2. Detailed job descriptions
Your return-to-work program’s goal is to bring injured employees back to the team as soon medically appropriate and within the physical restrictions required by their physicians. Ultimately, their return to work becomes part of the recovery process.
The more the doctor knows about the employee’s normal job duties, the better positioned they are to evaluate the employee’s ability to return to work.
Write job descriptions for every position in your organization, and keep them accurate and up-to-date. Include details such as the physical demands, tools and machinery, and environmental conditions associated with the job.
If you complete detailed job descriptions before injuries happen, you can streamline the post-injury process when it’s time to complete Texas Department of Insurance, Division of Workers’ Compensation (DWC) Form DWC-74.
3. Modified-duty assignments
Some injured employees might not be able to immediately perform their normal job duties. They can still contribute to the organization’s goals.
Let’s say a custodial employee slips while mopping a floor and fractures his ankle. The doctor requires him to stay off his feet for six weeks. A modified-duty assignment could include taking inventory, shredding documents, and answering phones.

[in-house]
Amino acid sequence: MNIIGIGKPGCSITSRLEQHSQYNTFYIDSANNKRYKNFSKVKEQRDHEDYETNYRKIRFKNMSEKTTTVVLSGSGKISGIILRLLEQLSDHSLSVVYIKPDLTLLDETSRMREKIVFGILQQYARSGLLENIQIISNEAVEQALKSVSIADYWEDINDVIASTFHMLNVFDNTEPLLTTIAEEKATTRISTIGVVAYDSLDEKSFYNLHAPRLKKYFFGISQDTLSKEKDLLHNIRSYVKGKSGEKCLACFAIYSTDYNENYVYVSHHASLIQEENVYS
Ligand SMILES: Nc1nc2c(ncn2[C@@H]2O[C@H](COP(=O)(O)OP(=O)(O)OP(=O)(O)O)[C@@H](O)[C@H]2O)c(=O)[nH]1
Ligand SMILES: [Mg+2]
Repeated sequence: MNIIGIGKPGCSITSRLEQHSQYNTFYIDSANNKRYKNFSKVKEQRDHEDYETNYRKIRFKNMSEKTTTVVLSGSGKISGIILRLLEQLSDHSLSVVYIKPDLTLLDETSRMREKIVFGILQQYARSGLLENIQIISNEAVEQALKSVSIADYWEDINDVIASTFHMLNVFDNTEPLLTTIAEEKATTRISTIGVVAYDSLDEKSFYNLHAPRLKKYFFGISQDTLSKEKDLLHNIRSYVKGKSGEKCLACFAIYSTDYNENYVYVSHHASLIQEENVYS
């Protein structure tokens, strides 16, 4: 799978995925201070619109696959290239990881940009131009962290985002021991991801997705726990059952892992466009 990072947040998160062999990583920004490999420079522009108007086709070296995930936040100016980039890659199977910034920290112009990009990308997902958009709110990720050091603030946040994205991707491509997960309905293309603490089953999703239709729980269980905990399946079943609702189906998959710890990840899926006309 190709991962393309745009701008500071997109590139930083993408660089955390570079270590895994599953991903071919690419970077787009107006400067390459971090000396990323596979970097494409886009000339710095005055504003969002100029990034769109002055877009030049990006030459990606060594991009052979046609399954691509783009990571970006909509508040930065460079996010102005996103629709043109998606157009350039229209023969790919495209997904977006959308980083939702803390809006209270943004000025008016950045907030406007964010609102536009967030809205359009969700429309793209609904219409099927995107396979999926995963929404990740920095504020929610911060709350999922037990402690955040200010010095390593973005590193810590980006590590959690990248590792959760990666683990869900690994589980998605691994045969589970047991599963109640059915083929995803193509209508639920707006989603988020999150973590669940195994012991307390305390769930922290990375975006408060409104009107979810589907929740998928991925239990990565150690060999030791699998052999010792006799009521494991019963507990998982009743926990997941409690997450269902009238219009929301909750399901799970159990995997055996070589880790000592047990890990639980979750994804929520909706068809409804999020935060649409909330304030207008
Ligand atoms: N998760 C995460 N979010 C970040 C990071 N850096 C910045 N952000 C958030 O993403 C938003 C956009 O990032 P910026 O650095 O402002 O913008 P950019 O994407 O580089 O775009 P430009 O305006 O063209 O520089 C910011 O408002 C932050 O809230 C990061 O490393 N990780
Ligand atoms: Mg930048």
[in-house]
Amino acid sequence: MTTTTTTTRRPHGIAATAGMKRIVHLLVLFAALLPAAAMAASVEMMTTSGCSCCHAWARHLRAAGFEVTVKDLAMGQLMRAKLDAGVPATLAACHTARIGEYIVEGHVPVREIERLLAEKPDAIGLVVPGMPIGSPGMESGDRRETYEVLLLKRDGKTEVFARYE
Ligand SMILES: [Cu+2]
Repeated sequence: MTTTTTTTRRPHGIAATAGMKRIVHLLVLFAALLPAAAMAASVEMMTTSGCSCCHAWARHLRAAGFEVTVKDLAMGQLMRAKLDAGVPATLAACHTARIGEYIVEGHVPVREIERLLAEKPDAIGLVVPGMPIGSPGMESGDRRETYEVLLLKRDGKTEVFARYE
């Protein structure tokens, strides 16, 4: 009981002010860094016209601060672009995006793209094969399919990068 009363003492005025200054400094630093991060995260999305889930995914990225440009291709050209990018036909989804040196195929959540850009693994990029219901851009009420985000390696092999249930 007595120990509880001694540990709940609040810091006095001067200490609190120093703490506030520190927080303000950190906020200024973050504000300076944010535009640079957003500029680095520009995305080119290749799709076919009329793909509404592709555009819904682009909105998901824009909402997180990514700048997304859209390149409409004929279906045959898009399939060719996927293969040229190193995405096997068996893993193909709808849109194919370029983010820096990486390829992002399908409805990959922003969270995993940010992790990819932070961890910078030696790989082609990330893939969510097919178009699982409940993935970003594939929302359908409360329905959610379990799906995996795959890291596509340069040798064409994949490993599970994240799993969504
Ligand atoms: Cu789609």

Of course, our hypothetical custodian’s workday looks different than a teacher’s, administrator’s, or food service employee’s workday. Identifying modified duty for a workforce performing diverse tasks might seem daunting. If you’re not sure where to start, prioritize seasonal positions and positions that are prone to injury or high turnover.
As you work with your team to zero in on tasks that injured employees could do, remember that modified duty should:
- Comply with the injured employee’s restrictions, as designated by their health care provider
- Contribute to productivity (No “busy work”)
- Be similar to the employee’s regular duties and not physically demanding, to the extent possible
Pro tip: Remember that modified-duty assignments are temporary.
To sidestep potential Americans with Disabilities Act conflicts, claim experts recommend you avoid creating a permanent position and holding it to accommodate injured employees.
You can offer modified duty:
- While the injured employee is getting medical treatment or undergoing rehabilitation for the injury
- Until a predetermined expiration of the modified-duty position
- Until the employee has reached maximum medical improvement
Ongoing communication among stakeholders keeps everyone on the same page and working toward the same goal during the RTW process: